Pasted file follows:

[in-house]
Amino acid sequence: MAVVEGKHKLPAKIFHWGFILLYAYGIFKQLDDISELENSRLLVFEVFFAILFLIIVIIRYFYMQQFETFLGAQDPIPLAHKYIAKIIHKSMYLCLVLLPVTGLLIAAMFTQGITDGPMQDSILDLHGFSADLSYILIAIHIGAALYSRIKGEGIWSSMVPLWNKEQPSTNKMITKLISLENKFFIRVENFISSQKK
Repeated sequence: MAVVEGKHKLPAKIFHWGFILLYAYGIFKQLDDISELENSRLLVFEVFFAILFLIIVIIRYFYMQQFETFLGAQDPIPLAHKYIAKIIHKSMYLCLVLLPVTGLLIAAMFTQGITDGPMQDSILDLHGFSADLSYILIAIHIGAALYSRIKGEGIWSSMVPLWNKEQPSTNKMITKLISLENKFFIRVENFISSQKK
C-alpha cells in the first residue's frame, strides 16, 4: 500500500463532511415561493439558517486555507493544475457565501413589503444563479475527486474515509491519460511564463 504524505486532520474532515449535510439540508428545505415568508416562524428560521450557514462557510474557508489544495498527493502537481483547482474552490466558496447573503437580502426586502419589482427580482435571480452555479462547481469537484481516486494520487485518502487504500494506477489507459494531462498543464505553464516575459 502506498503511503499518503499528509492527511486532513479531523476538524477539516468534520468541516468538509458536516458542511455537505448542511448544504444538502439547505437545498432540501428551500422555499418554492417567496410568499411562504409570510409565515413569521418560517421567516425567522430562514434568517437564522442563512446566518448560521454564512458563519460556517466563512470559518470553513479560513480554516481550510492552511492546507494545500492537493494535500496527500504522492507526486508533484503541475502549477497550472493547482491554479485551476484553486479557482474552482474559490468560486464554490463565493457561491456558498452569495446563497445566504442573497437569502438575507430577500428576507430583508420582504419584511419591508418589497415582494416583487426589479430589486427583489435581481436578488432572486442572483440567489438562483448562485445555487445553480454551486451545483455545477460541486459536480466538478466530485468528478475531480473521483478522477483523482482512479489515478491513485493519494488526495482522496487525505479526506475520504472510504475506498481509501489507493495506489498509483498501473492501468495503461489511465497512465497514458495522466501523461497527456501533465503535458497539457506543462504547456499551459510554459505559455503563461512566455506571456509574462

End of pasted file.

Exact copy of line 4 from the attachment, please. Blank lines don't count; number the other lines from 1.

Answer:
C-alpha cells in the first residue's frame, strides 16, 4: 500500500463532511415561493439558517486555507493544475457565501413589503444563479475527486474515509491519460511564463 504524505486532520474532515449535510439540508428545505415568508416562524428560521450557514462557510474557508489544495498527493502537481483547482474552490466558496447573503437580502426586502419589482427580482435571480452555479462547481469537484481516486494520487485518502487504500494506477489507459494531462498543464505553464516575459 502506498503511503499518503499528509492527511486532513479531523476538524477539516468534520468541516468538509458536516458542511455537505448542511448544504444538502439547505437545498432540501428551500422555499418554492417567496410568499411562504409570510409565515413569521418560517421567516425567522430562514434568517437564522442563512446566518448560521454564512458563519460556517466563512470559518470553513479560513480554516481550510492552511492546507494545500492537493494535500496527500504522492507526486508533484503541475502549477497550472493547482491554479485551476484553486479557482474552482474559490468560486464554490463565493457561491456558498452569495446563497445566504442573497437569502438575507430577500428576507430583508420582504419584511419591508418589497415582494416583487426589479430589486427583489435581481436578488432572486442572483440567489438562483448562485445555487445553480454551486451545483455545477460541486459536480466538478466530485468528478475531480473521483478522477483523482482512479489515478491513485493519494488526495482522496487525505479526506475520504472510504475506498481509501489507493495506489498509483498501473492501468495503461489511465497512465497514458495522466501523461497527456501533465503535458497539457506543462504547456499551459510554459505559455503563461512566455506571456509574462